The opinion of the court was delivered by: BARTELS
Herbert L. Bebar, the bankrupt, petitions for review of an order of Referee William J. Rudin, dated January 19, 1970, sustaining the objections of the Long Island Trust Company ("Bank"), a creditor, and denying the bankrupt's discharge upon the ground that he obtained credit for a corporation of which he was president by making and publishing a materially false financial statement.
The bankrupt was the president, director and stockholder, and one George B. Newman was the vice president, director and stockholder, of Baronet Confections, Inc. ("Baronet"), a corporation engaged in the business of manufacturing candies and confections; both the bankrupt and Newman together were in sole charge and management of its operations. In September, 1965 the bankrupt obtained a loan from the Bank for Baronet's business, in the amount of $20,000, evidenced by a note of Baronet which was endorsed by the bankrupt and Newman. About the time the loan was made the bankrupt executed a personal financial statement in writing on a form provided by the Bank, which was completed by the bankrupt and returned to an officer of the Bank. When this financial statement was delivered both the bankrupt and Newman were contingently obligated to Refined Syrups & Sugars, Inc. ("Refined") upon a guarantee of a loan made by Refined to Baronet, on which at that time there was due approximately $13,300. The financial statement form provided by the Bank contained the following:
"Contingent Liabilities --- As of the date of this financial statement, I had no contingent liabilities, except as follows: Notes Receivable Discounted or Sold $ /--; Accounts Receivable Assigned or Sold $ /--; Co-maker $ /--; Accommodation Endorser, Guarantor or Surety $ /--; Mortgage Bonds $ /--; Leases $ /--; Claims for Taxes $ /--; Other (describe): /--."
In the financial statement above quoted the bankrupt failed to fill in the "Contingent Liabilities" blank space and thus omitted to state that he was contingently liable upon a guarantee to Refined on a loan made to Baronet. At the bottom of this statement, above the bankrupt's signature, there was the following:
"Certification -- This is to certify that all the statements contained herein and in any supporting schedules are true and give a correct showing of my financial condition as of the date indicated. I further certify that I had no liabilities, direct or contingent, business or accommodation, except as set forth in this statement, and that the title to all assets therein set forth is in my name solely, except as may be otherwise noted."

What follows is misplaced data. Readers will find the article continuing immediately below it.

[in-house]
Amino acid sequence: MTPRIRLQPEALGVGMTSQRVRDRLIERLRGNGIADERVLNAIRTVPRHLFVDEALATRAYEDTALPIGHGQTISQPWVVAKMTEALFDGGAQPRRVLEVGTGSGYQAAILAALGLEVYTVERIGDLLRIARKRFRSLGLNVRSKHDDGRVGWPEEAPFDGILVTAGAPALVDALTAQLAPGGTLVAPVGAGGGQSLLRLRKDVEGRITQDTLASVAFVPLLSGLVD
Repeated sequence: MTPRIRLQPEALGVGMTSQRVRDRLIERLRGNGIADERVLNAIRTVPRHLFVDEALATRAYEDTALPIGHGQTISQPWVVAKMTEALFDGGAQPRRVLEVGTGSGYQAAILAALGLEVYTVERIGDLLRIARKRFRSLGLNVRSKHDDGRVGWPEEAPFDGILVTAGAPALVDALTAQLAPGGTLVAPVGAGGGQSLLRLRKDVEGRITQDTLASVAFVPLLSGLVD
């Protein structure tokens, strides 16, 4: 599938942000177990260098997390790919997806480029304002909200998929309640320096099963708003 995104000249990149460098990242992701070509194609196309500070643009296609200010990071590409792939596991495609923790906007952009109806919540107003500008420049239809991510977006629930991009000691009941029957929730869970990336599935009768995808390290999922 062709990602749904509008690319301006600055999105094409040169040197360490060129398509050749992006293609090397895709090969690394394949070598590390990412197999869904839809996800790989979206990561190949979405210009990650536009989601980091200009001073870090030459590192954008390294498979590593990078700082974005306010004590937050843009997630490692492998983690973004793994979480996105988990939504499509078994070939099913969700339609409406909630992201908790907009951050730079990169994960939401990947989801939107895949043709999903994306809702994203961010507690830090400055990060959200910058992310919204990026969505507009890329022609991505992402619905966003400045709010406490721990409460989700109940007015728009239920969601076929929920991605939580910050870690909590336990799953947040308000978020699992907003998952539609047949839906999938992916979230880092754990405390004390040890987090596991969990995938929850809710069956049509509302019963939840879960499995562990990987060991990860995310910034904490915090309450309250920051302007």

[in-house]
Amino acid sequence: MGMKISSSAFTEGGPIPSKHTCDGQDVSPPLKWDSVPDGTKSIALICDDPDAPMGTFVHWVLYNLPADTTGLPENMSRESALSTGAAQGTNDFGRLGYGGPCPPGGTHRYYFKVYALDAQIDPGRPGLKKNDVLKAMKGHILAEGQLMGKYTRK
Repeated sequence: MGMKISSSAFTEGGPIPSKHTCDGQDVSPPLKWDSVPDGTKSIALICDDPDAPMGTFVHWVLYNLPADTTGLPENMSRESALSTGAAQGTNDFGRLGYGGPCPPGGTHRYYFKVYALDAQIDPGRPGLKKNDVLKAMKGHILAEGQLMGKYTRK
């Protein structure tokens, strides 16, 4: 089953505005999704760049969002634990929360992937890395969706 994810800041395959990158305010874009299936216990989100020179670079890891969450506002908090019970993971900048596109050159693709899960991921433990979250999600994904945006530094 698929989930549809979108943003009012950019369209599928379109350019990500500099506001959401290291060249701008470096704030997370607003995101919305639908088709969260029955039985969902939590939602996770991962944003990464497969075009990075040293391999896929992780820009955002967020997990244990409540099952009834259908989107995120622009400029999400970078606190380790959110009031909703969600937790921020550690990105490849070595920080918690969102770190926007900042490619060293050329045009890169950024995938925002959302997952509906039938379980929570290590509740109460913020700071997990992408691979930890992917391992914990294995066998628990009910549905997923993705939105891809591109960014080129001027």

Bebar contends that (1) his personal financial statement was received by the Bank on September 13, 1965, after the approval of the loan of $20,000 to Baronet by the Bank's loan committee on September 8, 1965; (2) his personal statement was not relied upon; (3) the omission of the contingent liability from the personal financial statement was unintentional; and (4) in all events, it did not constitute a material misstatement. The Bank contends that the statement was materially false, was received and relied upon by the loan committee prior to the approval of the loan to Baronet on September 8, 1965, and denies the bankrupt's other contentions.
Section 14 of the Bankruptcy Act, 11 U.S.C. § 32, provides that
"c. The court shall grant the discharge unless satisfied that the bankrupt * * * (3) while engaged in business * * * as an executive of a corporation, obtained for such business money or property on credit * * * by making or publishing or causing to be made or published in any manner whatsoever a materially false statement in writing respecting his financial condition * * *."
"if, upon the hearing of an objection to a discharge, the objector shall show to the satisfaction of the court that there are reasonable grounds for believing that the bankrupt has committed any of the acts which, under this subdivision [c], would prevent his discharge in bankruptcy, then the burden of proving that he has not committed any of such acts shall be upon the bankrupt."
In applying this statute, the Second Circuit has held that once the objecting creditor has presented a prima facie case that a materially false statement was made by the bankrupt and relied upon by the objector, the burden of proving the opposite is shifted to the bankrupt. Industrial Bank of Commerce v. Bissell, 219 F.2d 624 (2d Cir. 1955).
Upon these crucial issues there was a divergence of testimony, which is the basis for the bankrupt's attack upon the Referee's determinations. The bankrupt testified that on a date following the loan committee meeting he telephoned Walter Tindle, an officer of the Bank, concerning his difficulty in filling out the financial statement, and that Tindle told him "Never mind, skip it", and that accordingly this act "was an evidence of good faith on the part of Mr. Newman and myself and that the bank wasn't dependent on this to be accurate." He also maintained that there was no intent on his part to deceive the Bank by the issuance of the financial statement because at the time he was ...